What Did We Learn?

An equal protection argument could serve as the basis for challenging these arbitrary and unfair medical malpractice damage caps, as many other states rushed to pass caps, after physicians claimed tort suits were driving doctors out of business.  In just a few years, the public has realized that tort laws are not driving doctors out of the practice of medicine, and other professionals do not have these types caps to protect them from professional negligence claims. The U.S. Supreme Court may well revisit this issue in the near future.

The appeals court relied heavily on the Florida Supreme Court’s 2014 ruling in Estate of McCall v. United States, 134 So. 3d 894, which was a wrongful death case. That decision found that the damages cap is in violation of the Florida Constitution’s equal protection clause.

Dig Deeper:


  1. Big Bank Underwriters Must Pay $9.3 Million in Fines for Fraud

Why It’s Big:

The underwriters for some of the biggest financial institutions in the world were slapped with hefty fines. The U.S. Securities and Exchange Commission (SEC) determined that big banks sold bonds for municipalities that did not make sufficient financial disclosures to investors. The biggest players settled with the SEC and each paid a fine of $500,000.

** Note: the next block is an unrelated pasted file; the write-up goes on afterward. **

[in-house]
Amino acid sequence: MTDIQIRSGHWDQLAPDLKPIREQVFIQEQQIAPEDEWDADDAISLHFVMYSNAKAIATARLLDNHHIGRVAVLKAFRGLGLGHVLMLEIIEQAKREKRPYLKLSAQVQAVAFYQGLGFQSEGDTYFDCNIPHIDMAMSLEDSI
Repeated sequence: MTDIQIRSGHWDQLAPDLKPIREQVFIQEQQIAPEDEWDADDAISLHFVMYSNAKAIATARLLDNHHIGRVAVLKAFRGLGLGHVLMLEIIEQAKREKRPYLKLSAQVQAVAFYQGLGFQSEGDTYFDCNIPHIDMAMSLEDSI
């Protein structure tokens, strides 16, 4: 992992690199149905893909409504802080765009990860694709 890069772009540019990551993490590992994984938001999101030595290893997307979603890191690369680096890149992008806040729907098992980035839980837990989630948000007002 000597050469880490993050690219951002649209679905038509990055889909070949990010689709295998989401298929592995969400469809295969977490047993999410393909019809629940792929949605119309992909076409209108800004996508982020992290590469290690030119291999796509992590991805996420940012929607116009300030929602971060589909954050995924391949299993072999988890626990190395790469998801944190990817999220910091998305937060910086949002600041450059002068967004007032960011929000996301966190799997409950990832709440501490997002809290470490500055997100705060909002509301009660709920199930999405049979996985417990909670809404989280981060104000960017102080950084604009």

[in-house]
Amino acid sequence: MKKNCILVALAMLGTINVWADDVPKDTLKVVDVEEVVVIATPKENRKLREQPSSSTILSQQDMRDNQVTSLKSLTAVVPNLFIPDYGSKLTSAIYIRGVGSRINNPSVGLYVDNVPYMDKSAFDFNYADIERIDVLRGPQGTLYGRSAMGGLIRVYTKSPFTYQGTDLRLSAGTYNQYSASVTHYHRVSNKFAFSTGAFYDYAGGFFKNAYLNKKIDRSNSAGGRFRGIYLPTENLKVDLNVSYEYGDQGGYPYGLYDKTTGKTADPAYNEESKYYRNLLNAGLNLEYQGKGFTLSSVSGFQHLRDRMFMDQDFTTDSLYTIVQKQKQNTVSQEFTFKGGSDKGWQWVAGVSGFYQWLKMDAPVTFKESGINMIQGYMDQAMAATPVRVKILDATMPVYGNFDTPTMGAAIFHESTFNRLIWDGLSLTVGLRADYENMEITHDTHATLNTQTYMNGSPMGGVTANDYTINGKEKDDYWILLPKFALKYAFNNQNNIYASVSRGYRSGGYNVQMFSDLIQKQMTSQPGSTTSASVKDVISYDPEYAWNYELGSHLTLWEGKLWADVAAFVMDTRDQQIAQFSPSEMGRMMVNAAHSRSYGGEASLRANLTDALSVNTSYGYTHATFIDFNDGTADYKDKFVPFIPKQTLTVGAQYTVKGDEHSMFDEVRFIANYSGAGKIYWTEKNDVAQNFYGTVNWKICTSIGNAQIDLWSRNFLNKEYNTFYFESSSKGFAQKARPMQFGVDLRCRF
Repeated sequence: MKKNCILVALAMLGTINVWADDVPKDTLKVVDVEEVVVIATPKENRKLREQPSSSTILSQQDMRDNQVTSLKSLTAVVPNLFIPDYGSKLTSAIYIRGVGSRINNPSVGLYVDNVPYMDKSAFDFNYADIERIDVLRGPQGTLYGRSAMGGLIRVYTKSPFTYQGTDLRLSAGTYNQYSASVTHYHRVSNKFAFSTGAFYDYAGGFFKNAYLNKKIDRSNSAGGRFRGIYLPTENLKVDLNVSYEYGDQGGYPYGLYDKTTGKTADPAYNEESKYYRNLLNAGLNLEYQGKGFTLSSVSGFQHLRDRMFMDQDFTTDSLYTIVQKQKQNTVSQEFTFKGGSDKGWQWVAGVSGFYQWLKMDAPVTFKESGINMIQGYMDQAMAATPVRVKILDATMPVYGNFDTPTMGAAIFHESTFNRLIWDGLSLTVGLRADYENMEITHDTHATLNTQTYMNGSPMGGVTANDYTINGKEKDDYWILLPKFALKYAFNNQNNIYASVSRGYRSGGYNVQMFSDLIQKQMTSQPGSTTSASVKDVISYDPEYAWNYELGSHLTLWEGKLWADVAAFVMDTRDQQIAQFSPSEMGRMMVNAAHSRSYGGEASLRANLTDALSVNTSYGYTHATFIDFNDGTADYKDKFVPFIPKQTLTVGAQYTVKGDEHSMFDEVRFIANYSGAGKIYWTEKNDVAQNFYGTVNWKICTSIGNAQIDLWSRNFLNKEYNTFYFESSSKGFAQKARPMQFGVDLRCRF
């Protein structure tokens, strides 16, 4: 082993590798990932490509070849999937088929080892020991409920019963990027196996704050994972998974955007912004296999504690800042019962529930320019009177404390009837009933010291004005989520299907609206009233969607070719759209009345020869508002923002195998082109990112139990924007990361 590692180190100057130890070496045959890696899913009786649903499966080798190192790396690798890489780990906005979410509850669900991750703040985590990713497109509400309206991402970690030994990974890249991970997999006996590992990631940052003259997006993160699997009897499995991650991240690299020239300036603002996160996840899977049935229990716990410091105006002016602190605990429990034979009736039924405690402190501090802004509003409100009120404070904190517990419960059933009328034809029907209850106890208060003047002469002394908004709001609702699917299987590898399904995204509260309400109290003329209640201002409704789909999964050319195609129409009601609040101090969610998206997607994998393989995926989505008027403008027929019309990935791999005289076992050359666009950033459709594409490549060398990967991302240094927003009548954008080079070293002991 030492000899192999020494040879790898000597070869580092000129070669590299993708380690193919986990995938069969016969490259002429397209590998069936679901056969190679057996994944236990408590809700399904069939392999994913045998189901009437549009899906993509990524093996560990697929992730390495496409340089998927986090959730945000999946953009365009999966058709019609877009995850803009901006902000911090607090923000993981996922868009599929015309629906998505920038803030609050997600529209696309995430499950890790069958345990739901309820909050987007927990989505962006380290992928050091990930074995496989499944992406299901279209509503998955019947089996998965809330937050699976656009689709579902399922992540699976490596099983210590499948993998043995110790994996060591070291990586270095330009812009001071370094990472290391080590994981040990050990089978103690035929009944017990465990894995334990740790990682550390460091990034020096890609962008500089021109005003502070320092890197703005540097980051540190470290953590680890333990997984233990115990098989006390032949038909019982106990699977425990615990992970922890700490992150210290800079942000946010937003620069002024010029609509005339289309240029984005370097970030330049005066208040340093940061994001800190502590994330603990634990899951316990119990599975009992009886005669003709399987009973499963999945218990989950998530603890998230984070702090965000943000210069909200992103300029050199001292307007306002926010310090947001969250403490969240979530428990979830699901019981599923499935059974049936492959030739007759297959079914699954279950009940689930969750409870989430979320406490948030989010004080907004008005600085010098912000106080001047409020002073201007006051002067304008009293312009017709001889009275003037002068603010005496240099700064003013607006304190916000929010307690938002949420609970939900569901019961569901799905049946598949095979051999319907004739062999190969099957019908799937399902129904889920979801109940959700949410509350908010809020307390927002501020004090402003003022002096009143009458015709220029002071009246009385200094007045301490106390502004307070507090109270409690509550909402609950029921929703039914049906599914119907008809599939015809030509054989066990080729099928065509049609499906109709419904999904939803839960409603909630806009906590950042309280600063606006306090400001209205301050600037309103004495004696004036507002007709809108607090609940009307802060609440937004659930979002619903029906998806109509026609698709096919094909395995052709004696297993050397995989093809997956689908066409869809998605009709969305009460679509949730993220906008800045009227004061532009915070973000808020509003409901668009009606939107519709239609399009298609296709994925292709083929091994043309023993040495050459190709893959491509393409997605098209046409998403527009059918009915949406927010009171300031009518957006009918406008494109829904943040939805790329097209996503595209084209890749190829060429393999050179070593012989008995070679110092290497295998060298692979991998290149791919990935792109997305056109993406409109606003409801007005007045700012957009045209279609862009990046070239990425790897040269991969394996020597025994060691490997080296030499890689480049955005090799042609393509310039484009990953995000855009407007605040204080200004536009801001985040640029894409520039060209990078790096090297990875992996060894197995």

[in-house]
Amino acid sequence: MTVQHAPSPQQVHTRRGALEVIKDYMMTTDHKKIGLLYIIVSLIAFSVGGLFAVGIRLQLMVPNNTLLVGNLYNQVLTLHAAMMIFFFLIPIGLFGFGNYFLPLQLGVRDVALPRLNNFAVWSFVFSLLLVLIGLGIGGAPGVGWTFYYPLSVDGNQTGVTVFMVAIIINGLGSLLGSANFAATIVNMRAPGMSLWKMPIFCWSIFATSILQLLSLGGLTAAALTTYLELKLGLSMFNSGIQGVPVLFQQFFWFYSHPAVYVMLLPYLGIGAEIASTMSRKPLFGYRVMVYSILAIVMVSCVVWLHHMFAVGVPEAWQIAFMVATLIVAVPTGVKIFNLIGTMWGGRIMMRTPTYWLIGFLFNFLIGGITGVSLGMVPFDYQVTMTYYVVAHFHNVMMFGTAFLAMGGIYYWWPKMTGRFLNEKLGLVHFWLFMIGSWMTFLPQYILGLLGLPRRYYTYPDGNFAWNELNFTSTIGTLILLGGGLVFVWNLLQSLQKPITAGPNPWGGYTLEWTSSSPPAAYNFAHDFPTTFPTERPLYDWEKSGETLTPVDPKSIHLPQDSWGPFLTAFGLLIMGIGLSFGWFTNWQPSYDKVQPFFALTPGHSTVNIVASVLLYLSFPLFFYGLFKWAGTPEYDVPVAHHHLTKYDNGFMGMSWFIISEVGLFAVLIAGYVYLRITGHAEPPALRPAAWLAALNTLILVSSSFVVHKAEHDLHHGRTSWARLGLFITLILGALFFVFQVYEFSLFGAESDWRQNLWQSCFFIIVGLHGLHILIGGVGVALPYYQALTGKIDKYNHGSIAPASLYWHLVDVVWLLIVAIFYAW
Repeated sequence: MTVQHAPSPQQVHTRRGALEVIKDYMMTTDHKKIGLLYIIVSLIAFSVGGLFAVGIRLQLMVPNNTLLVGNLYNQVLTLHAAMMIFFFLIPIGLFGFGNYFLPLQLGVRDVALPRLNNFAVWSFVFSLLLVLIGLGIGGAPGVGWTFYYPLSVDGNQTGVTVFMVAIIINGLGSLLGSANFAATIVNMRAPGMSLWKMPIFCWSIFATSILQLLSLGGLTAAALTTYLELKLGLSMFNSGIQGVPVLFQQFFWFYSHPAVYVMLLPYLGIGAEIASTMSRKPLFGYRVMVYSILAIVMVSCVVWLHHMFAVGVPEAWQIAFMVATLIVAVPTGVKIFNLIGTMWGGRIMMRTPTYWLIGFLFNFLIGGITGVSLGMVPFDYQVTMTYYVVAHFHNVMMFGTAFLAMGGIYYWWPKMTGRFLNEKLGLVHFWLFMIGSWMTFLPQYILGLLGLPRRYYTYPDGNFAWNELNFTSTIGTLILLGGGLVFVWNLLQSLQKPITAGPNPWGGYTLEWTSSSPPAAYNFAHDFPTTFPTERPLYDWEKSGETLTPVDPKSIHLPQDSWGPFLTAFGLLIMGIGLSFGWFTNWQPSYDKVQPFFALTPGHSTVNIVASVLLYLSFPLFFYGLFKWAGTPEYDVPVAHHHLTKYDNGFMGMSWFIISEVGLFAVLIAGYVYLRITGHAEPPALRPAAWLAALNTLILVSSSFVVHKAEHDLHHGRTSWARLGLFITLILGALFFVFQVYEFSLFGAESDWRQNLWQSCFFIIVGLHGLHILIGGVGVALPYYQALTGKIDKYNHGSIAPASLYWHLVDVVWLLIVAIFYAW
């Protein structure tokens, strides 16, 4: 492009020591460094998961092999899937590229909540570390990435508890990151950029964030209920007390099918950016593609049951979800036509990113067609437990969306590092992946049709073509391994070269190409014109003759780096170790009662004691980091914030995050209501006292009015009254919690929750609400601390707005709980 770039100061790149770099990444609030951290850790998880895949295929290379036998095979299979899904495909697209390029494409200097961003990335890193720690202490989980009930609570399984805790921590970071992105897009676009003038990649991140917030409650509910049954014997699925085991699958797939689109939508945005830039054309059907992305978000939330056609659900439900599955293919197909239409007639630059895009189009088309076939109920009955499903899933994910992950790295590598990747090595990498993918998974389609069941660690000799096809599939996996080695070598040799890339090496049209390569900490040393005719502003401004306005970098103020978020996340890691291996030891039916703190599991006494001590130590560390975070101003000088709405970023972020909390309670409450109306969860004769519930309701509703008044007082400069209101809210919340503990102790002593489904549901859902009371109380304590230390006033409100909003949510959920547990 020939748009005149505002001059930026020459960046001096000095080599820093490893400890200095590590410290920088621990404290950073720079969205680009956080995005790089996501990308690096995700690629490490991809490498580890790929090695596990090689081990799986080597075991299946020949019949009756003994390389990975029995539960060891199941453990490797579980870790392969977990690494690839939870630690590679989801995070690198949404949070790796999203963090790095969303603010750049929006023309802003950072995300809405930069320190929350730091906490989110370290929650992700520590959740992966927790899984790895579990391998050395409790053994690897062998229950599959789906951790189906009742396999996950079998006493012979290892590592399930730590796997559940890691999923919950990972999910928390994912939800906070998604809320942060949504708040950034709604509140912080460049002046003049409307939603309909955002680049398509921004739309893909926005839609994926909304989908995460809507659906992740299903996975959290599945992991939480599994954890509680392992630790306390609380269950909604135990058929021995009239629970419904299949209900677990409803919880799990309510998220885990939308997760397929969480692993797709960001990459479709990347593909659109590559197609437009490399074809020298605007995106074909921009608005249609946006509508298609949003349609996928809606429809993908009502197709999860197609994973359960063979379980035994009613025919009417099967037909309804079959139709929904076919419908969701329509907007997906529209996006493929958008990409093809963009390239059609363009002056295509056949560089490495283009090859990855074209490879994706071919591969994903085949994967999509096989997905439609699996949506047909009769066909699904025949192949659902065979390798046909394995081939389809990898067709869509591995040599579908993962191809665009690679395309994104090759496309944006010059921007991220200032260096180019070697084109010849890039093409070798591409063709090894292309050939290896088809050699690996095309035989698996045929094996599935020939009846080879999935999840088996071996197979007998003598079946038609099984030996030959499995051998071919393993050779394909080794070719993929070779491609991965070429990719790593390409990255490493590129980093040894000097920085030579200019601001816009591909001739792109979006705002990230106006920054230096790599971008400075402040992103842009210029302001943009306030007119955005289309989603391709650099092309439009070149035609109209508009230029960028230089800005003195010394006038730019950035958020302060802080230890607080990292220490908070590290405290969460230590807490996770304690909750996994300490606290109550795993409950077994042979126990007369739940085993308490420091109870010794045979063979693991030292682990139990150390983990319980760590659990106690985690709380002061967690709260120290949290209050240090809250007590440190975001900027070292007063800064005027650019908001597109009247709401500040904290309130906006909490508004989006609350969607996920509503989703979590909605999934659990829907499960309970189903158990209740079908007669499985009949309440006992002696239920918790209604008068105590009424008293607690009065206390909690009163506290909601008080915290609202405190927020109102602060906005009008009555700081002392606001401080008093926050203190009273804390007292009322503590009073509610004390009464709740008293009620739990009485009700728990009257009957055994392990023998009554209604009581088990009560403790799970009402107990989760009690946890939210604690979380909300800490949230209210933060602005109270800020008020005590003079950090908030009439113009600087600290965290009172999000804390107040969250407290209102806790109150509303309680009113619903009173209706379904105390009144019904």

The SEC stated that the big banks were negligent because the offering documents for deals they sold contained false data, or material omissions about the borrowers’ legal compliance.

Some of the banks involved in this high profile fraud case included:

  • Bank of America Corp.’s Merrill Lynch branch
  • Citigroup, Inc.
  • Goldman Sachs Group Inc.
  • JPMorgan Chase & Co.
  • Morgan Stanley

The $9.3 million of fines and penalties are the first against underwriters to arise from a ‘leniency offer’ that the SEC offered to banks and localities that self-reported that they had broken securities rules.

What Did We Learn?

The large fines against some of the biggest banks in the U.S. show that the SEC is serious about bringing some semblance of civil justice to the municipal securities market, even if it means hammering the biggest banks. Of course, some may argue that these fines are paltry compared to the damage inflicted on the U.S. economy by these dubious financial institutions, but the perfect cannot be the enemy of the good. The SEC has been aggressive in increasing municipal market enforcement for the last five years. In 2010, government officials blasted the lax disclosure rules, as cities and states were rocked by the severe recession. This case suggests that SEC is going to continue to be aggressive in dropping the hammer on bad actors in the muni bond market.

Dig Deeper:

Coming Monday: The Top Five

One Comment

  1. Gravatar for Curtis Driggers
    Curtis Driggers

    Thank you for the informative post.